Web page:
Posts Tagged ‘toxin’

Christmas chemistry, the science of holly

// December 21st, 2011 // 5 Comments » // Poisons

pudding with holly

Chocolate orange icecream pudding with side of holly. Image by webmink

Green and red, classic Christmas colours, adorn the spiky holly shrub. A sprig may garnish puddings, but garnish nibblers like me must hold back on holly for it is poisonous in large doses – though some leaves can make a tasty beverage!

Holly includes about 400 species in the genus Ilex. The cultivated species is Ilex aquifolium, and about 20 or 30 of those bright berries can kill an adult. Poisonings are more likely in pets or children, and about five berries will make a kid feel sick.

It’s the usual suspects in symptoms – sleepiness, sore tummy, vomiting, diarrhoea. Larger doses cause paralysis, kidney damage and death.

Chemically, they contain a cocktail of active ingredients. Among them are the triterpenes, precursors to steroids which are cytotoxic (kill cells), steroids and a nitrile called menisdaurin.

Traditional medicines use holly for fever, gout and chronic bronchitis.

Holly, image by 4nitsirk, flickr

A couple of species native to North America, I. vomitoria aka yaupon and I. cassine, make caffeine and were used to make “black drink”, a stimulating brew also used as a vomit-causing emetic.

South American species I. paraguariensis contains as much as 1.6% caffeine (five times more than the above species) and some of the cocoa chemical theobromine in their leaves, and tasty tannins.

Also called yerba mate, I. paraguariensis is brewed to make mate tea, which is delicious. It’s pronounced MAH-tay, but be careful not to put the emphasis on the second syllable. Wikipedia says that makaes mah-TAY, which means “I killed” in Spanish.

So it’s fine to have a sprig of holly in the house for Christmas, just don’t make a holly pie out of it!

Rhododendron Poison – Truth behind the science of Sherlock Holmes

// December 27th, 2009 // 11 Comments » // How Things Work, Poisons, Science in the Movies

I saw Sherlock Holmes last night with SexyMan, the cinema was packed and we sat in the second row from the front. I watched the movie like a fan watches a tennis match, but surprisingly it was still good!

It might have helped that any great expectations had been dashed by a friend on facebook, but nonetheless I thought it was an enjoyable, action-packed, fast-paced fast-talking very sexy flick.

But then I’m not a film critic. I am, however, a science geek. This post has been carefully written to avoid spoilers, but if you want to play it safe go and see the movie and come back in 3 hours. K?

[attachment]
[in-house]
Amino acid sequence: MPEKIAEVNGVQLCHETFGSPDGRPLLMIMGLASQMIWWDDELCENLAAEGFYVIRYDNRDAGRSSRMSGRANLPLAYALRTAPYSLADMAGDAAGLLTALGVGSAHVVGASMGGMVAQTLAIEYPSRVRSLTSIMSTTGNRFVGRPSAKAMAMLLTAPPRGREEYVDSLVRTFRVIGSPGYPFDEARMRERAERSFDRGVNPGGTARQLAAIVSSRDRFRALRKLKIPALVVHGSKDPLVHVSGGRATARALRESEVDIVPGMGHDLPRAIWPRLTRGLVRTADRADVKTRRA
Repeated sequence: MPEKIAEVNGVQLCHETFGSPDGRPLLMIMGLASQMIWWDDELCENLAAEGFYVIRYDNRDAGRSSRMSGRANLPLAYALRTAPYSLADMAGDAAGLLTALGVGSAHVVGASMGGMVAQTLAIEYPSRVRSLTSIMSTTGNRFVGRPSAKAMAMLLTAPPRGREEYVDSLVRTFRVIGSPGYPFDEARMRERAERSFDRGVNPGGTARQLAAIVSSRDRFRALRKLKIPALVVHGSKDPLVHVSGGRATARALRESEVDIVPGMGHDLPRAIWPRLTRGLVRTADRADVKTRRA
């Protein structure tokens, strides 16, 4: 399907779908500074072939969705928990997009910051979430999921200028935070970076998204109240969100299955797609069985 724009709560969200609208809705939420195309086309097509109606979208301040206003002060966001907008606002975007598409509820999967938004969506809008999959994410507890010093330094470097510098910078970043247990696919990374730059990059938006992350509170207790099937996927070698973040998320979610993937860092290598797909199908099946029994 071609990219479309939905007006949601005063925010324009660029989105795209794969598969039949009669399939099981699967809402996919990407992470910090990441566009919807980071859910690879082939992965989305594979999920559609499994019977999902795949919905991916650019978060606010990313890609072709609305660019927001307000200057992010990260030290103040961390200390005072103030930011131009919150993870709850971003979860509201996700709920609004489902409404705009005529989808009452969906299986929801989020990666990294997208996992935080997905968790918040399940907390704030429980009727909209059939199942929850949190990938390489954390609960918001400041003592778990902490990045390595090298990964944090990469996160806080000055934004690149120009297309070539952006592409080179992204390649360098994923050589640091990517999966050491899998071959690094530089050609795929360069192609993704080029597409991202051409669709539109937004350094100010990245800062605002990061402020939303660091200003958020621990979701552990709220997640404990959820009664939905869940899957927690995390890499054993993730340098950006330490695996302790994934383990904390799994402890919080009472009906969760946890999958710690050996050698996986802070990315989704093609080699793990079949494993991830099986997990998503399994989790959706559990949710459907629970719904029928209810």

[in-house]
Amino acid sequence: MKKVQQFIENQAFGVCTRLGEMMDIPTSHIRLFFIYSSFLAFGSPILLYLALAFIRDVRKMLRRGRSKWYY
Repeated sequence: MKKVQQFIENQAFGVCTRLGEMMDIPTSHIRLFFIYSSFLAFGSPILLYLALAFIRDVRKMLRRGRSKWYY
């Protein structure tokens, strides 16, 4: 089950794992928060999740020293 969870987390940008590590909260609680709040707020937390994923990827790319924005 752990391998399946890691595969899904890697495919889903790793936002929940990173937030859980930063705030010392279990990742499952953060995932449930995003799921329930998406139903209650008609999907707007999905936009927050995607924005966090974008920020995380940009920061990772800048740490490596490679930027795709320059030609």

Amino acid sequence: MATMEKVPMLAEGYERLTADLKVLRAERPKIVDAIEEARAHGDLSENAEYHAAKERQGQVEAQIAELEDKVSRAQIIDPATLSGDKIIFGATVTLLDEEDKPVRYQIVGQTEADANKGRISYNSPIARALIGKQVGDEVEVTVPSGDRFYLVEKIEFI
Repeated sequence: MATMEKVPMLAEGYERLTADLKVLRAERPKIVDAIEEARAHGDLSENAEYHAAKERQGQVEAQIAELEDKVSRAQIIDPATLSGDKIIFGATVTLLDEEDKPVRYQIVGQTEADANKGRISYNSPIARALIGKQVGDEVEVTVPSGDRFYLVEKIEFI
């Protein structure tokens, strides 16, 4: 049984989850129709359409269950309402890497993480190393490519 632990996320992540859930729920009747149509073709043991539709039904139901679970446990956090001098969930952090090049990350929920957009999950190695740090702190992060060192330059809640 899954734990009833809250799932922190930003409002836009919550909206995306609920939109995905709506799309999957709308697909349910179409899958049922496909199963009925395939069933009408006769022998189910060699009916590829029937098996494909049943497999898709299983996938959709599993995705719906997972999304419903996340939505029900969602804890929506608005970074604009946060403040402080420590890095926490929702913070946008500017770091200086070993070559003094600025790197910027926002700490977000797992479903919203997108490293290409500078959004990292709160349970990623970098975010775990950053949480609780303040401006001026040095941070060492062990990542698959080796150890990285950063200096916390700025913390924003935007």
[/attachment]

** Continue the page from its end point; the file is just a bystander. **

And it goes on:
At one point in the movie they talk about rhododendron poison, but don’t explain at all what it is.

Rhododendrons (and azaleas, the dwarf (midget) version) are a moderately toxic group of plants. If you’re out strolling the mountains near the eastern side of the Black Sea in Turkey, or generally in the USA or UK, then don’t eat this plant:

Rhododendron ponticum.

Not all members of the genus are poisonous, but play it on the safe side and don’t eat random plants.

It’s not HUGELY poisonous, about 100 grams need to be ingested by a 25 kg child to seriously poison them, but it is a problem for livestock – particularly sheep, goats and cows – who munch on the flowers and get seriously sick.

Of course, if you boiled it down and concentrated the liquid… well that’s a different story. The toxin is water soluble, so it can be extracted from the leaves and flowers.

The toxin is called grayanotoxin. It binds to specific sodium ion channels in cell membranes (which I’ve talked about before) and prevents inactivation, causing persistent activation of muscle and nerve cells. This causes a range of symptoms based on where the activated cells are located, such as muscle weakness, vomiting, sweating, salivation, seizures, and either dangerously slow or dangerously fast heartbeat, depending on the dose. In the end, it can cause death.

Don’t think you’re safe just because you don’t make a habit of eating plants – the toxin is also found in the nectar of flowers, and bees that feast on them can make “mad honey.” It took out an army in 401 BC lead by Xenophon of Athens against Persia – hundreds of soldiers vomiting and unable to walk for a day. No-one died, unlike in 67 BC, where the army of Mithradates IV killed Pompey the Great’s soldiers while they were incapacitated. It’s biological warfare, victory has never tasted sweeter.

Mad honey is still a problem today – not so much the stuff in a grocery store (which is diluted and problem tested and stuff) but organic honey direct from the beehive can be risky. Plus some men use it as an aphrodisiac. Idiots.

That’s the rhododendron poison, making a comeback after 2400 years on a big screen near you! What did you think of the movie? There were lots of sciencey deductions made that weren’t very well explained, so if you have any questions, post a comment and I’ll do me best!






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